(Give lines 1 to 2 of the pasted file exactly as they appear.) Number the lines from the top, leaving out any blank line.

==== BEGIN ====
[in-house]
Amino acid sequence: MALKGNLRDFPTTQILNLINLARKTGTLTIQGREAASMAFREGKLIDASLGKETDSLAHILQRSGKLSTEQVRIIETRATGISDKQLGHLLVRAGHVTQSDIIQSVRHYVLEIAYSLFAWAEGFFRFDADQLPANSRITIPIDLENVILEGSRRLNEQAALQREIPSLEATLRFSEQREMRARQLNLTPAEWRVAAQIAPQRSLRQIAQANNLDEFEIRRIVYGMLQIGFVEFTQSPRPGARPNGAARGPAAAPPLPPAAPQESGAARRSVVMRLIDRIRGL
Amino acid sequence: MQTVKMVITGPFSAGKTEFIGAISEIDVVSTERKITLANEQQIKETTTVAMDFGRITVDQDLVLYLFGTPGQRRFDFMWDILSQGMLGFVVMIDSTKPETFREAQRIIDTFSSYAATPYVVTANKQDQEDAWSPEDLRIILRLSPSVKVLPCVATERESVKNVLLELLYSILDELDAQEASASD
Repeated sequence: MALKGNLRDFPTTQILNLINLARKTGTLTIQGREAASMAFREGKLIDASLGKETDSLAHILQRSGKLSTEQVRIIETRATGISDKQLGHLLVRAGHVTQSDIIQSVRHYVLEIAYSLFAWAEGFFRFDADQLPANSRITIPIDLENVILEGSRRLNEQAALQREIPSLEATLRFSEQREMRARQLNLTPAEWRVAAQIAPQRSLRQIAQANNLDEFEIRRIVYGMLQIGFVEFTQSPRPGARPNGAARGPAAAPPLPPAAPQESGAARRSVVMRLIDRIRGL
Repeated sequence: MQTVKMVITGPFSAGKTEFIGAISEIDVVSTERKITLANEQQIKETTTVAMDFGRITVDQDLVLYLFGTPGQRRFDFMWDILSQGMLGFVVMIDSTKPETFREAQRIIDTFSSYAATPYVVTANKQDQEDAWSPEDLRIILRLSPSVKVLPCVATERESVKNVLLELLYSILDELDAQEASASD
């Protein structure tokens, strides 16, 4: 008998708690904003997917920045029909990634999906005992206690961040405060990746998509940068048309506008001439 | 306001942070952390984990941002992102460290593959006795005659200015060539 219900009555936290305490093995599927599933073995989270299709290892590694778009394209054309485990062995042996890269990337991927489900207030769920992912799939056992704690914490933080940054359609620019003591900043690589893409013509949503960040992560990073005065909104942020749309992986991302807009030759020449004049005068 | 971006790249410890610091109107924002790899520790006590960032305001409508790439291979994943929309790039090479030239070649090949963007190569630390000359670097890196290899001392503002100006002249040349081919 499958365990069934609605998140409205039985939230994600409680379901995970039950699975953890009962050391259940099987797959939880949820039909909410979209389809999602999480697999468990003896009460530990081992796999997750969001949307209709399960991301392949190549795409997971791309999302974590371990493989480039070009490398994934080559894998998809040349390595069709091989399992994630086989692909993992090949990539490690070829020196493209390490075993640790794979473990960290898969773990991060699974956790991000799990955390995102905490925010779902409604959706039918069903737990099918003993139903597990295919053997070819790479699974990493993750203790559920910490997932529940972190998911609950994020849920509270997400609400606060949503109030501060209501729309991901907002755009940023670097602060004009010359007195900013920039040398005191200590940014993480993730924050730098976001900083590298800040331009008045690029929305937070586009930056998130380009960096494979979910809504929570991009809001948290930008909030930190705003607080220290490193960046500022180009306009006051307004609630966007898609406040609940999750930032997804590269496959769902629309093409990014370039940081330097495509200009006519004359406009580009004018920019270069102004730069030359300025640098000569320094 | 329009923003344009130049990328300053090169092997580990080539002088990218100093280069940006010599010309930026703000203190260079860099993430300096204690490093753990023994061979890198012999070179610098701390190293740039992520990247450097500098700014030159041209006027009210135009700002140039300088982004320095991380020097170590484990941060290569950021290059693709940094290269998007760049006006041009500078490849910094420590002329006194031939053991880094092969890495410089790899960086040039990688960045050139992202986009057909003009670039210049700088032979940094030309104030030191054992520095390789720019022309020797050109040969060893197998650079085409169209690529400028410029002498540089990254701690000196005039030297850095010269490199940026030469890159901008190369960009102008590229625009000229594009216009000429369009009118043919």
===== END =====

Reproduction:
[in-house]
Amino acid sequence: MALKGNLRDFPTTQILNLINLARKTGTLTIQGREAASMAFREGKLIDASLGKETDSLAHILQRSGKLSTEQVRIIETRATGISDKQLGHLLVRAGHVTQSDIIQSVRHYVLEIAYSLFAWAEGFFRFDADQLPANSRITIPIDLENVILEGSRRLNEQAALQREIPSLEATLRFSEQREMRARQLNLTPAEWRVAAQIAPQRSLRQIAQANNLDEFEIRRIVYGMLQIGFVEFTQSPRPGARPNGAARGPAAAPPLPPAAPQESGAARRSVVMRLIDRIRGL